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International Workshop on High-Volume Experimental Data, Computational Modeling and Visualization Xiangshan, October 2011 Determining the composition of surfaces and nanomaterials, by theory and experiment Michel A. Van Hove Department of Physics and Materials Science City University of Hong Kong

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Optimize atomic-level structure (from theory or from experiment) at three levels local optimization: easiest – "descend" (lowest energy, best fit) global optimization with fixed composition: harder – "exchange pairs", "break and make bonds", "move far" optimization of composition: both number and identities of atoms can vary adds – "exchange with external supply" or "exchange with internal supply" but must respect experimental reality Structure determination

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Graphene: vacancies, added C atoms How many atoms to include for best energy? "Magic" numbers

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4 60 carbon atoms are initially placed randomly a Genetic Algorithm changes their positions by: recombining top and bottom halves each GA step is followed by a local optimization by conjugate-gradient minimization or molecular dynamics quenching steps are needed for local optimization D.M. Deaven and K.M. Ho, Phys. Rev. Lett. 75, 288 (1995) Fullerenes: C 60, C 60 n

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bimetallic alloy nanocrystals G.F. Wang, M.A. Van Hove, P.N. Ross and M.I. Baskes, Prog. Surf. Sci. 79, (2005).

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Nanoparticles: pure, alloys HREM micrographs of a C-supported Pt-Ni nanoparticle catalyst U.A. Paulus et al., J. Phys. Chem. B, 106, 4181 (2002)

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“Magic” cubo-octahedral nanoparticles (100) (111) 1: Vertices (6nn) 2: {111}/{111} edges (7nn) 3. {111}/{100} edges (7nn) 4. {100} facets (8nn) 5. {111} facets (9nn) Dispersion is the fraction of all atoms that are on the surface Exp.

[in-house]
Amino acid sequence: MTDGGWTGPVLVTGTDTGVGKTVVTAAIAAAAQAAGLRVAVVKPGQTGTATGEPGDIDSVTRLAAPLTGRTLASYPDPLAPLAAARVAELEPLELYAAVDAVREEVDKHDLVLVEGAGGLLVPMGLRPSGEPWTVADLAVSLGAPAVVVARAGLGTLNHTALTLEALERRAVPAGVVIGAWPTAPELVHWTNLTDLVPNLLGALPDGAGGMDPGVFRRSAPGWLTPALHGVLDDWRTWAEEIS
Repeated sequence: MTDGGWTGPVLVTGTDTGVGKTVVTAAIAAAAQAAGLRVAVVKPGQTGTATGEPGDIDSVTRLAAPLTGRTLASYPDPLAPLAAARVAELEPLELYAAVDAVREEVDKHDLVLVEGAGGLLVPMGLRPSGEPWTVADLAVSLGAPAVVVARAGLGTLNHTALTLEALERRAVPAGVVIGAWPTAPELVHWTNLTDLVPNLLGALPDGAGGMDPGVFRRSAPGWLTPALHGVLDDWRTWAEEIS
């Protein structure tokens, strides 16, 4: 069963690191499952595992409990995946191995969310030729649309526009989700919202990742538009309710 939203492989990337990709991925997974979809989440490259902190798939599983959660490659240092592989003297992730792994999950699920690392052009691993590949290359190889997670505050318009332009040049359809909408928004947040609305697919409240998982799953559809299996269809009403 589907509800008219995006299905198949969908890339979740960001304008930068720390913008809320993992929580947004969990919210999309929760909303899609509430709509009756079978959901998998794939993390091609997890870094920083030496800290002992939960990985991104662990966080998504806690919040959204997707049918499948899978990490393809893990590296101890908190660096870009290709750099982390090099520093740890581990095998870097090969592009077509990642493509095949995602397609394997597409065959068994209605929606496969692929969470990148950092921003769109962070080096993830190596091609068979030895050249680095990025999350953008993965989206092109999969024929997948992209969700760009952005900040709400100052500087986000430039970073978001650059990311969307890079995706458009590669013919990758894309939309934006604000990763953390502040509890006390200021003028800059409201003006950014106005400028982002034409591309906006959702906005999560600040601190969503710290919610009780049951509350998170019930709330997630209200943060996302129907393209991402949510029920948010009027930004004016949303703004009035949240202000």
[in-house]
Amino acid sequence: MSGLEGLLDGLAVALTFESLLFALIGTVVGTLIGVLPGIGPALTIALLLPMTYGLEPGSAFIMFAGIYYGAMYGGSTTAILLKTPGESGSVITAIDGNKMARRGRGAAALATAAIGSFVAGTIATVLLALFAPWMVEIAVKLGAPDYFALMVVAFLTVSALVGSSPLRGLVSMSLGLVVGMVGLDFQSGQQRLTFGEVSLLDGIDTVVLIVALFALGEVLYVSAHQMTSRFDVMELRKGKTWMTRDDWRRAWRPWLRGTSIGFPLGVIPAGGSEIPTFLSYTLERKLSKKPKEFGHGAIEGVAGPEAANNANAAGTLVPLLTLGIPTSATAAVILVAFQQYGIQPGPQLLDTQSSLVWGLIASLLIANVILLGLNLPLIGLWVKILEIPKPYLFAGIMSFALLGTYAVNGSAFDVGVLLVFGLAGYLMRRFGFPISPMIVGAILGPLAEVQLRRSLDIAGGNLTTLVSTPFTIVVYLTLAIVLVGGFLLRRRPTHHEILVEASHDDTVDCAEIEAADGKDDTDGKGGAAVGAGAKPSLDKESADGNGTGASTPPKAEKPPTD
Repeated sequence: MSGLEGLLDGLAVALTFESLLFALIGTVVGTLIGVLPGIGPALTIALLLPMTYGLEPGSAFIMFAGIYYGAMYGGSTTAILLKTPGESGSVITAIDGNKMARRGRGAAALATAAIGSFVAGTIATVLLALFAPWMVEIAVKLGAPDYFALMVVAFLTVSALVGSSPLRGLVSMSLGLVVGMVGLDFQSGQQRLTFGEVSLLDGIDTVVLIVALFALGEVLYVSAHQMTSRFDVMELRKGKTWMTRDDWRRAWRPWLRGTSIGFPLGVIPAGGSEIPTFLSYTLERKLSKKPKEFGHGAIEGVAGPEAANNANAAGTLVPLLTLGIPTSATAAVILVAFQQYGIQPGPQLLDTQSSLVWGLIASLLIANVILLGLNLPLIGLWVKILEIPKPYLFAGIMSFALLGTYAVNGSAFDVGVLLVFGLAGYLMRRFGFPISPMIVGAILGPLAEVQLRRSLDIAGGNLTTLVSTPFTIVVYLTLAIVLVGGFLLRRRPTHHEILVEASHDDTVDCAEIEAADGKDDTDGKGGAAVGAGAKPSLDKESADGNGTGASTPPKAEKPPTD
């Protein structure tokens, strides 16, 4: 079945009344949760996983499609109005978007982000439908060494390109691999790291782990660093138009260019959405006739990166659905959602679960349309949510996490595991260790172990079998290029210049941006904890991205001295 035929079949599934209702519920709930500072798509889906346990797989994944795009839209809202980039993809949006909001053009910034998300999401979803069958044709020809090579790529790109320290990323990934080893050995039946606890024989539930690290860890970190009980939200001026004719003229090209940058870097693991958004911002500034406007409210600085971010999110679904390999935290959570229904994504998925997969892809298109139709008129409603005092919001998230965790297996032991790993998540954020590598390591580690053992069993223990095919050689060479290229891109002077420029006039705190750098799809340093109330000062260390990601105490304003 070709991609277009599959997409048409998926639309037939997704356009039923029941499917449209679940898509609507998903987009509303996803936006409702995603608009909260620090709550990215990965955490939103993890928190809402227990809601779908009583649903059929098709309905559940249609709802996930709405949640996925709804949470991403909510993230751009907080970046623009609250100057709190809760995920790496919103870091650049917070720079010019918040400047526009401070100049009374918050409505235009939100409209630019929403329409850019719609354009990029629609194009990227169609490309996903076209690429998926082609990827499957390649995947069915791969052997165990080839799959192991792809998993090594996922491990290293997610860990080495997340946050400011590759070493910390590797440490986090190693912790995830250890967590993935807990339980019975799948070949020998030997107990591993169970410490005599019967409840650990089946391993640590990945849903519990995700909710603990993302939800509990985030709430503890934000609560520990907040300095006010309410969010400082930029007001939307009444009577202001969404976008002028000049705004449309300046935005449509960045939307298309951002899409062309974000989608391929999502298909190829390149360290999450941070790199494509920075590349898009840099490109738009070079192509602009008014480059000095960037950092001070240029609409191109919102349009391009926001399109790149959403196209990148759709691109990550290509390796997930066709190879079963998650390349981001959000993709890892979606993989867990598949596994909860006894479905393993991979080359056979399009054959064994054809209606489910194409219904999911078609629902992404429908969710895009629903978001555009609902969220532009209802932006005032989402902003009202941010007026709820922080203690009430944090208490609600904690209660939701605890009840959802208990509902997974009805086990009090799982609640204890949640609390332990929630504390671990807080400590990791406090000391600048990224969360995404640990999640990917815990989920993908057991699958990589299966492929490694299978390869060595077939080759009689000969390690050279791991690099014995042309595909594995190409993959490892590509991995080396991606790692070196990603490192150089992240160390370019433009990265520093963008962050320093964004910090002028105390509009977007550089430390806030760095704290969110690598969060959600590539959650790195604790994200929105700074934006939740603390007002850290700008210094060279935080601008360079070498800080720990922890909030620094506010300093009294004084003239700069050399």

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Modified cubo-octahedral fcc nanoparticles: “non-magic” (311) geometry (110) geometry By adding atoms on the facets or removing atoms from the edges, we constructed non-perfect cubo-octahedral nanoparticles with troughs. These ridges contain new B 5 sites (5-fold coordinated adsorption sites), similar to those on fcc (110) and (311) surfaces. Remember: segregation reversal at PtNi(110) surface.

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Nanoparticle structures and order-disorder transitions: size effect in PtNi nanoparticles NC1C1 C2C2 C3C3 C core Segregation profiles (C as % Pt by shell and in core) of equilibrium cubo-octahedral Pt 50 Ni 50 nanoparticles with N atoms, simulated at T=600K Surface- sandwich structure with a disordered core for smaller nanoparticles Core-shell structure with an ordered core for larger nanoparticles cross-sections G.F. Wang, M.A. Van Hove, P.N. Ross and M.I. Baskes, Prog. Surf. Sci. 79, (2005).

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{100} facet reconstruction: no more "magic" initialafter 20 million MC steps Pt Re after 5 million MC steps square lattice of {100} facets hexagonal lattice on {100} facets exteriors Pt 75 Re 25

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Complexity: Ni(100)+(5x5)-xLi solved by LEED H. Tochihara, S. Mizuno et al 45 structural models Ni atoms are missing (9 of 25 per 5x5 cell)

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C 60 / Cu(111)